Optimal Supervised Learning in Spiking Neural Networks for Precise Temporal Encoding

Precise spike timing as a means to encode information in neural networks is biologically supported, and is advantageous over frequency-based codes by processing input features on a much shorter time-scale. For these reasons, much recent attention has been focused on the development of supervised learning rules for spiking neural networks that utilise a temporal coding scheme. However, despite significant progress in this area, there still lack rules that are theoretically justified, and yet can be considered biologically relevant. Here we examine the general conditions under which optimal synaptic plasticity takes place to support the supervised learning of a precise temporal code. As part of our analysis we introduce two analytically derived learning rules, one of which relies on an instantaneous error signal to optimise synaptic weights in a network (INST rule), and the other one relying on a filtered error signal to minimise the variance of synaptic weight modifications (FILT rule). We test the optimality of the solutions provided by each rule with respect to their temporal encoding precision, and then measure the maximum number of input patterns they can learn to memorise using the precise timings of individual spikes. Our results demonstrate the optimality of the FILT rule in most cases, underpinned by the rule’s error-filtering mechanism which provides smooth convergence during learning. We also find the FILT rule to be most efficient at performing input pattern memorisations, and most noticeably when patterns are identified using spikes with sub-millisecond temporal precision. In comparison with existing work, we determine the performance of the FILT rule to be consistent with that of the highly efficient E-learning Chronotron rule, but with the distinct advantage that our FILT rule is also implementable as an online method for increased biological realism.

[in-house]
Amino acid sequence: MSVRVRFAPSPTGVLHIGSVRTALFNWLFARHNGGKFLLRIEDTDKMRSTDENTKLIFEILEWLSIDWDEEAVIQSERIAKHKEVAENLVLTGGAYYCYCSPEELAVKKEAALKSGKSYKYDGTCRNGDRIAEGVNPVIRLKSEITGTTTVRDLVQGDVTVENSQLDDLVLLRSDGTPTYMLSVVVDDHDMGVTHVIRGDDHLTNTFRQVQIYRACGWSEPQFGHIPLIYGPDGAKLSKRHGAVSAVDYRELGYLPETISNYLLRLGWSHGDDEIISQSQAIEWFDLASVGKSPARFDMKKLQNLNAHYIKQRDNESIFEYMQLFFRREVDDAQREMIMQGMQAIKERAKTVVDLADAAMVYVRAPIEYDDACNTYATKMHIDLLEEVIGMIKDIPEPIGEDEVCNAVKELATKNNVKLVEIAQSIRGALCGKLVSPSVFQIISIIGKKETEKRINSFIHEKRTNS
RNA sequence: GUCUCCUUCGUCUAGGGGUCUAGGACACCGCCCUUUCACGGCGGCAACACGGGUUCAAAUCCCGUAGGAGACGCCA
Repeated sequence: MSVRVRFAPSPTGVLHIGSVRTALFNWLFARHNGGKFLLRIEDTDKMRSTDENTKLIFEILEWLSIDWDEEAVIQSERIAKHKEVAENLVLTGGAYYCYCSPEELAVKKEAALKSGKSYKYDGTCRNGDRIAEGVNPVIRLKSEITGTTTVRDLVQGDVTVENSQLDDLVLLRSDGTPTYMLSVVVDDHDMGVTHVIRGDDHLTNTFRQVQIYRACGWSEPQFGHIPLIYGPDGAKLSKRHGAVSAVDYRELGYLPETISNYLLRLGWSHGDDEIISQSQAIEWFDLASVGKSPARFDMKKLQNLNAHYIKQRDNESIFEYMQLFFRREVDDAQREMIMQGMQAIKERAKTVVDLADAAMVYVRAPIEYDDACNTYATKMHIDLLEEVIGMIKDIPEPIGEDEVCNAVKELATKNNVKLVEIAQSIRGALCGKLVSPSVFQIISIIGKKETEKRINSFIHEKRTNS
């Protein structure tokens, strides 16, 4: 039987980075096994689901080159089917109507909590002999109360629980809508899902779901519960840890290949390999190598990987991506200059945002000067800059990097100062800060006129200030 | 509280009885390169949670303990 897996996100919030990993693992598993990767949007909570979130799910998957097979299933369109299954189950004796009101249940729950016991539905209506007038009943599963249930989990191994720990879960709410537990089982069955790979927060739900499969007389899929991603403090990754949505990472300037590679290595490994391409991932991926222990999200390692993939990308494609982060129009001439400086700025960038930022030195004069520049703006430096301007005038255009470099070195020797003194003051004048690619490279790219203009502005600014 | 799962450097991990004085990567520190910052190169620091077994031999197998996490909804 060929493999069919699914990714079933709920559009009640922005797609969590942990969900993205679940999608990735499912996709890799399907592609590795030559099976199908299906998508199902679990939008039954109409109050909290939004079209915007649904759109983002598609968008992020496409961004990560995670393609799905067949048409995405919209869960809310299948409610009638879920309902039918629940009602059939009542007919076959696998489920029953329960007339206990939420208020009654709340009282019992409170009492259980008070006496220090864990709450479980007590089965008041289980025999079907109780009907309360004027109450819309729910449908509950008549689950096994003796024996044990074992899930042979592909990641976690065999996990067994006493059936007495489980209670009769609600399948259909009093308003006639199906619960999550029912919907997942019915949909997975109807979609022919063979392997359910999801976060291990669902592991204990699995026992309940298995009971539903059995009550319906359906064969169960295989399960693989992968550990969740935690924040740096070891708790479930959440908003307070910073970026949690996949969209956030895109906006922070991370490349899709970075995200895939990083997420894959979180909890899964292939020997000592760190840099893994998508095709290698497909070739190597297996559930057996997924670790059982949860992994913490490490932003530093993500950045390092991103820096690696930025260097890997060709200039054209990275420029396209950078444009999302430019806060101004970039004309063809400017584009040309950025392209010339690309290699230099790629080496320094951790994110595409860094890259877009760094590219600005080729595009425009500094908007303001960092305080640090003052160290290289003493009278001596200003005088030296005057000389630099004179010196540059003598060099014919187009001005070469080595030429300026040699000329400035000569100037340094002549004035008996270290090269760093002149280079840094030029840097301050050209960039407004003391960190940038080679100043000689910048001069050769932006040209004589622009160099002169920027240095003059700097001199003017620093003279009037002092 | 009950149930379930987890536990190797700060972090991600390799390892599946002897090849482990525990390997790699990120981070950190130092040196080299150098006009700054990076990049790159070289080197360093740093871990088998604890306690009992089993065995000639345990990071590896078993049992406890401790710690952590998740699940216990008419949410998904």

The paper can be read here.

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